Future campuses? I see different hubs with meeting spaces where TedX-type events are beamed in, with clubs and communities grouped around MOOC-type things and people work on projects they’re getting paid for.
I’d always tell people to study something they’re passionate about at university even if you’re not going to get a job directly from it. My parents made me do science because frankly I couldn’t make up my mind. Ancient medicine and French – whatever – go and learn something creative and then start making stuff at home. Doing art? Build stuff around art, solve problems you see using tech. If you do that, you’re more likely to be able to get a job you’re passionate about and have an advantage over other people in the industry.
What we’re seeing in the tech industry and other areas are moves towards a ‘micro-work culture’ – so learning something very specific with the idea that you’ll be working for the same company and picking up a pension just aren’t that relevant anymore. You might do four different things for eight companies or a number of different jobs within the same organisations.
Academic is not the same as bright. There are a whole host of people who’ve change the world that are not academic. But everybody from startups to the civil service to the corporate world judge people by how academic they are because we don’t really have another way to judge them. At Freeformers, you can actually see the corporate guys twig when they realise these kids are bright, they know their stuff, hey, they’re actually teaching us. At that point, any qualifications become irrelevant. And in digital, tech and creative industries more generally, a degree is not so important. I believe we really need another evaluation system about what ‘bright’ is.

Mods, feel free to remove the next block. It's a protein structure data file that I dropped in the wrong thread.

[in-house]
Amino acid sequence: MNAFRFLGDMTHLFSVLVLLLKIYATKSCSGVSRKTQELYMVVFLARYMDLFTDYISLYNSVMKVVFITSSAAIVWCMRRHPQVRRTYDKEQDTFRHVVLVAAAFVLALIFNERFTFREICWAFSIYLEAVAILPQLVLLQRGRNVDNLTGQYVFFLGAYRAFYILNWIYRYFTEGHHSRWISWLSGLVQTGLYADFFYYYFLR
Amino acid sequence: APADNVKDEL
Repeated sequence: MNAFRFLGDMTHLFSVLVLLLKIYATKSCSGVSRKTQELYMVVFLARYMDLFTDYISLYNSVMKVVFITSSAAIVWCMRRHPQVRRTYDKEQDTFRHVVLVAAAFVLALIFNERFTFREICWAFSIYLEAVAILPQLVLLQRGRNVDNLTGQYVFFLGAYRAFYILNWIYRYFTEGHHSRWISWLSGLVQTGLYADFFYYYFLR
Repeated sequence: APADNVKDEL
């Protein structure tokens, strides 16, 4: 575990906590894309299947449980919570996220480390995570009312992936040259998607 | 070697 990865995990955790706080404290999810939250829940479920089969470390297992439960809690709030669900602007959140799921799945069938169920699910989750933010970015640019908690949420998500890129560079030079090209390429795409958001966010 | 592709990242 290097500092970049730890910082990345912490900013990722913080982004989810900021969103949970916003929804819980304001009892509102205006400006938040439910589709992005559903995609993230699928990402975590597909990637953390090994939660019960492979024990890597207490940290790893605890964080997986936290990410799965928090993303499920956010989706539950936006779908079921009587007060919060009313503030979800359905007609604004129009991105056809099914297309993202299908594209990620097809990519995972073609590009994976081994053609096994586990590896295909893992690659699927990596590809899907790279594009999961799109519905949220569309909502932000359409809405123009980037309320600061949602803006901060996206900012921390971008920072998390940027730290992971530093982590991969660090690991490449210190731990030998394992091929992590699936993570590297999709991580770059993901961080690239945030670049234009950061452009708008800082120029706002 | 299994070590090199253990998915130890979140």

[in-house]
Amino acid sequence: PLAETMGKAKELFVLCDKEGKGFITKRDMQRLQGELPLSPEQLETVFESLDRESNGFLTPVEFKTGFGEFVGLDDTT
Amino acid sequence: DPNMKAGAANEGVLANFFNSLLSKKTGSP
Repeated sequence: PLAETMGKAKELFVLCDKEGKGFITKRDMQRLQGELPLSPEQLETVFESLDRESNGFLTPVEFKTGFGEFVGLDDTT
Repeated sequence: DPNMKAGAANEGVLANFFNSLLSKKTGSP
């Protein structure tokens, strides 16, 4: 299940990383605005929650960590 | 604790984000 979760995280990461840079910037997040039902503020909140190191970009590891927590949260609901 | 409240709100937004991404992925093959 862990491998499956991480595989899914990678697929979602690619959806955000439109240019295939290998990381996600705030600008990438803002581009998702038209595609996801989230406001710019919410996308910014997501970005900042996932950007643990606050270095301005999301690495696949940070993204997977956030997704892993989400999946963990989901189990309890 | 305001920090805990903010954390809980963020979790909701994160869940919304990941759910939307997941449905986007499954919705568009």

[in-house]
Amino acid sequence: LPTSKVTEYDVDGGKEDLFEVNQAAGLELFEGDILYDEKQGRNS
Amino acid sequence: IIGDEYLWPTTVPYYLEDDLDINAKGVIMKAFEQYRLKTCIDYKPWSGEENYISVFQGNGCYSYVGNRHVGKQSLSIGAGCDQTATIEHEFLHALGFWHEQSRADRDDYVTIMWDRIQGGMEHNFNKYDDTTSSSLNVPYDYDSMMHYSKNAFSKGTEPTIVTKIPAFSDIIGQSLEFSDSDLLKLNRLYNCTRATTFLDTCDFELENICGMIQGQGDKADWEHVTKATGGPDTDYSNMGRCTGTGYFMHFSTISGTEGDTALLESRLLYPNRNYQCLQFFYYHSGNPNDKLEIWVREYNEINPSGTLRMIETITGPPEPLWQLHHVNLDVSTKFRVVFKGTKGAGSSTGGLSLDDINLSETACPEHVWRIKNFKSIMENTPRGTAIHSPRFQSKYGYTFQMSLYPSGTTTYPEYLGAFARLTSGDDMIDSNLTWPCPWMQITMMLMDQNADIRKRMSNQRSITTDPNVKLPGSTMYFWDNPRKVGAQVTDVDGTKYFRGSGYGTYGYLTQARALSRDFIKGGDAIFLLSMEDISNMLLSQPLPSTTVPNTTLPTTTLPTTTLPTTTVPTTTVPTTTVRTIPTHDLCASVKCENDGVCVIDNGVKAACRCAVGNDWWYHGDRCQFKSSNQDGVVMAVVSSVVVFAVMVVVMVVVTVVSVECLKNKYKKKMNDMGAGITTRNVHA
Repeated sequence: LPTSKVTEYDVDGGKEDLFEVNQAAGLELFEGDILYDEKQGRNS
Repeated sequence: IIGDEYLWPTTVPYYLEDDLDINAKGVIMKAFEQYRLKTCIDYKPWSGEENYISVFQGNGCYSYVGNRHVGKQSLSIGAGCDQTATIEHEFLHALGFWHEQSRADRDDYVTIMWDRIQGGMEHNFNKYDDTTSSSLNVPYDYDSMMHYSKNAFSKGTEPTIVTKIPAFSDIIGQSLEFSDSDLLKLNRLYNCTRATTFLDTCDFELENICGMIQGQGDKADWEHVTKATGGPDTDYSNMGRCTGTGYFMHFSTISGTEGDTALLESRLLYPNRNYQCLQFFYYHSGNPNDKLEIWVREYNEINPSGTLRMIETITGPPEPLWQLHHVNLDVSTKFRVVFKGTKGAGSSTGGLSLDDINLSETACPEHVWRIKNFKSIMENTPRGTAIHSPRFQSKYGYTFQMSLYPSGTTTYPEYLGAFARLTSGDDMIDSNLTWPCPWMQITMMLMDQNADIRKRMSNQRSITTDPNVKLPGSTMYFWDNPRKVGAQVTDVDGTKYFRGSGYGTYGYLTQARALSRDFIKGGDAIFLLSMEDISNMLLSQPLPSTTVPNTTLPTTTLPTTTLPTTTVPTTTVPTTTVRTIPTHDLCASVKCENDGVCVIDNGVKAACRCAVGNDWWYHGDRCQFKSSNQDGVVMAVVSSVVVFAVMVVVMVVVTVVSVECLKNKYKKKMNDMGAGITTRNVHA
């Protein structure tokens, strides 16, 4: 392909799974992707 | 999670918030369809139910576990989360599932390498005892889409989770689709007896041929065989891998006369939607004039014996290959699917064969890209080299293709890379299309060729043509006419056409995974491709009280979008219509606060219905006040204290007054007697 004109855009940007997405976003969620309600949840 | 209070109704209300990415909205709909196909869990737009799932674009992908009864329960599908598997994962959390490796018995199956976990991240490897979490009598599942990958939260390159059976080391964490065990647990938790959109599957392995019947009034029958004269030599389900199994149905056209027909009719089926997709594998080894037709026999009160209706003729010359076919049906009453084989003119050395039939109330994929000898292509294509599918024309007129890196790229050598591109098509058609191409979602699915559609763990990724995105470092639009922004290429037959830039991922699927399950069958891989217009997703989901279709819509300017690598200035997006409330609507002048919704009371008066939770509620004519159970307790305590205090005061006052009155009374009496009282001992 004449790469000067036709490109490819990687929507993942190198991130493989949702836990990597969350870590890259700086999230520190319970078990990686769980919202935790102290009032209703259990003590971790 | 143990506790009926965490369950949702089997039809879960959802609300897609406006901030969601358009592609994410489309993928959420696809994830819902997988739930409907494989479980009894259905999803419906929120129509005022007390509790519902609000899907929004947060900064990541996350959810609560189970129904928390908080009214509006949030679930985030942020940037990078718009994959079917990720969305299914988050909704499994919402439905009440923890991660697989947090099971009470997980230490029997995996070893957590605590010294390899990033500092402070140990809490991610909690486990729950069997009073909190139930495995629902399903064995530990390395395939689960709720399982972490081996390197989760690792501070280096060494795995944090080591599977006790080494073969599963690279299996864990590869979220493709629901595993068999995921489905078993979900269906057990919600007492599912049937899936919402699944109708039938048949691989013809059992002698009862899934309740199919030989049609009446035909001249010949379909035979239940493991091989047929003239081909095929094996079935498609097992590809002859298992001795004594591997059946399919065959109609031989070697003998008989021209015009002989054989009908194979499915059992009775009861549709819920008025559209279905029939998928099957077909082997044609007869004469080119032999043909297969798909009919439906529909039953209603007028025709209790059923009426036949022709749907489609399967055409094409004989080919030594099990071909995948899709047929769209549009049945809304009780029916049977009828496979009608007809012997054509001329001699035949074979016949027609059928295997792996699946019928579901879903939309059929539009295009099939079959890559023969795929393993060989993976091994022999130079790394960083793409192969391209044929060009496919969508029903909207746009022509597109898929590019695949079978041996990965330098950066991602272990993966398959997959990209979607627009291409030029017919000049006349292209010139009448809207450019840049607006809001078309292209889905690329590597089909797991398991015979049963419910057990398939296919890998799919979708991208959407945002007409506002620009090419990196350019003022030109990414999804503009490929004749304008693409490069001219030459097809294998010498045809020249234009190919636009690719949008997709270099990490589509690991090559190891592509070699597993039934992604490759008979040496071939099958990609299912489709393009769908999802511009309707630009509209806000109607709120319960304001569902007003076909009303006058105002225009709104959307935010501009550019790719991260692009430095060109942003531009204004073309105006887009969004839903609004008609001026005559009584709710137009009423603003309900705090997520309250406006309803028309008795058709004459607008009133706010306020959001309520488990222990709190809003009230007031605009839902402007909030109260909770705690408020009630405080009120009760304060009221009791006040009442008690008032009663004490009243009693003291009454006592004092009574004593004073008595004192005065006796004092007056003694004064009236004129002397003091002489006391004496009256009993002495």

Future of work
Knowledge and creative workers are the new factory workers, blue collar workers. Solving problems, using assets – that’s the future of most of the workforce. All levels in a company will have to be more creative and more tech-enabled. Tech will have massive effects – removing the need for performing automated tasks and driving competition – which will then call for really creative skill sets to be creative in serving the customer.
Space is already becoming high-premium stuff on the high street, for example. In many cases, you already pay ‘more for in store’, so to have that edge, the shop assistant really has to be able to offer a mix of digital and face-to-face skills. Suddenly, the job becomes quite skilled, transforming your typical ‘boring’ job into a skilled servicing job.
There needs to be more creativity in government about thinking what the future’s going to be like. It’s all well and good ‘backing startups’ but they actually need to change behaviour in terms of embracing change. Doing a big project with lots of risk management is actually riskier than doing lots of small projects, some of which fail. What’s a few £10,000 failures compared to a huge $13bn one? Trying things with less money means your chances of success will be much higher and it will give a more diverse group of people access to government project work.
Government projects breed selection bias because they are so worried about making a mistake, they always choose the same people. There is a massive issue around diversity that also massively inhibits your ability to succeed more and more. There are those who know they have a selection bias and those who mean well but don’t actually know they have a selection bias.
Getting a job and being able to earn is still very important – in tech, people say ‘learn, earn and return’. You need to learn by doing all sorts of skill sets, learn how to interact with society, then earn respect, earn money, hopefully get a regular income and then give back and support other people. Tech is democratic and you will earn more money so we have to support people by teaching them skills to earn more.
Tech founders are working hard to find the right talent – largely imported from outside the UK – but you should only do that alongside educating the local population to fill those roles. It really doesn’t take years. If we don’t sort education out and look to immigration to fill these role, we’ll get to a point where we’ll have an uprising because local people will feel the country is ignoring them. Particularly because they’ve had skills training overlooked because of inherent selection biases that exist.
Otherwise it just becomes a whole bunch of hipsters who are moneyed, it is a class thing that ceases to become about colour. I certainly don’t want the tech industry driving cliques and class barriers in the UK – we don’t need to do it.
Given its creative history, we have a very exciting opportunity to be a very British tech industry which is inclusive, driven, massively creative, highly experienced and less wasteful of talent – which is why I’m doing what I’m doing.